Manny Pacquiao’s homophobia represents progress for LGBT+ rights

Manny Pacquiao has been met with resistance on worldwide since he has expressed his extreme views on homosexuality, calling same-sex couples who enter into marriage “worse than animals”. His views and others like his, however horribly misinformed they may be, will ultimately make progress towards equal rights for LGBT+ people.


Another loudmouth boxer

At this point, we are no strangers to high-profile boxers making waves with their comments on homosexuality. It only seems like yesterday that world heavyweight champion Tyson Fury attracted criticism for stating that now abortion and gay marriage have been legalised in many countries, only the legalisation of paedophilia is necessary to complete the satanic trinity and to bring the devil home. These comments, from the person who also bestowed us with other nuggets of wisdom such as, “a woman’s best place is in the kitchen and on her back”, caused an uproar, with over 140,000 people signing a petition to have his nomination for BBC Sports Personality of the Year revoked. 

Only three months later, Manny Pacquiao, world champion boxer and Filipino politician, has said during a TV interview that gay people are worse than animals, as at least animals “know how to distinguish male from female” and that “animals are better because they recognise gender differences”. The boxer even went so far as to ask the interviewer “Have you ever seen any animals having male-to-male or female-to-female relations?”. Clearly Pacquiao was unaware of the numerous studies that homosexual behaviour has been observed in about 500 species.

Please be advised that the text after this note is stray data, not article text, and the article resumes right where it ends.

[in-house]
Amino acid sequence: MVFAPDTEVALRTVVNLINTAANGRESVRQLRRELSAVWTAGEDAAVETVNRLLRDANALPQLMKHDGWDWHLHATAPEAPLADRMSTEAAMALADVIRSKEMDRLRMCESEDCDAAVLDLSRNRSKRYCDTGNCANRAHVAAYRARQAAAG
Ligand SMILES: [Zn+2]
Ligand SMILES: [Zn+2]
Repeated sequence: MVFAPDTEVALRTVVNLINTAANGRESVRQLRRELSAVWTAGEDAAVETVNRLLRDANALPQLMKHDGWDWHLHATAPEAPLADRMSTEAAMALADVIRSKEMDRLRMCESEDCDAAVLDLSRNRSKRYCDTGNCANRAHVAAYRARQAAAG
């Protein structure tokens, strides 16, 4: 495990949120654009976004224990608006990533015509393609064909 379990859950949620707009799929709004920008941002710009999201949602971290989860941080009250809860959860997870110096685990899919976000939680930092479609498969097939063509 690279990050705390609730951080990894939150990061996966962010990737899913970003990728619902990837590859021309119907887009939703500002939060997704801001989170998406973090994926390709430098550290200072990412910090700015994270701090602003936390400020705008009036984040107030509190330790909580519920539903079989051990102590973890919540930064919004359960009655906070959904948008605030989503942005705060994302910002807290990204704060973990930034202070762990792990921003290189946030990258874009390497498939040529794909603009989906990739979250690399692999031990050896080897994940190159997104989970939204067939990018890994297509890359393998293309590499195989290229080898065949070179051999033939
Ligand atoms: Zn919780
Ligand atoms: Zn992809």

It’s about freedom of expression and provoking discussion

Instead of deconstructing Manny Pacquiao’s comments, which really add nothing new to the rhetoric of the opposition to gay marriage, it is more interesting to analyse the resultant backlash from this interview. Shortly after the interview emerged, Nike ended its sponsorship deal with the Pacquiao, reaffirming their stance of strong opposition to discrimination and their support for LGBT rights. Recently, the notion of “political correctness” has been put under the microscope and some believe Nike’s decision to drop the boxing star to be a knee-jerk reaction that impinges on Pacquiao’s freedom of expression. This however ignores the fundamental quality of freedom of expression: that anyone is free to respond to statements with resistance. Nike exercised their right to decide the views that they wish to represent their company, in the same way that Pacquiao exercised his right to voice his opinions on gay marriage.

The fact that the expression of these views is met with such widespread criticism shows just how far we have come in the last few decades towards equal rights for LGBT people. Each time such views are expressed by a high-profile person, it provokes discussion through worldwide media coverage that brings the issue of LGBT rights to parts of the world where people aren’t talking about it. Instead of simply dismissing the opinions of outspoken boxers like Manny Pacquiao and Tyson Fury, we should appreciate the impact that the resultant discussion has on LGBT people who are not afforded the same rights as those we have in the UK.

This article was written by Kieran Smith

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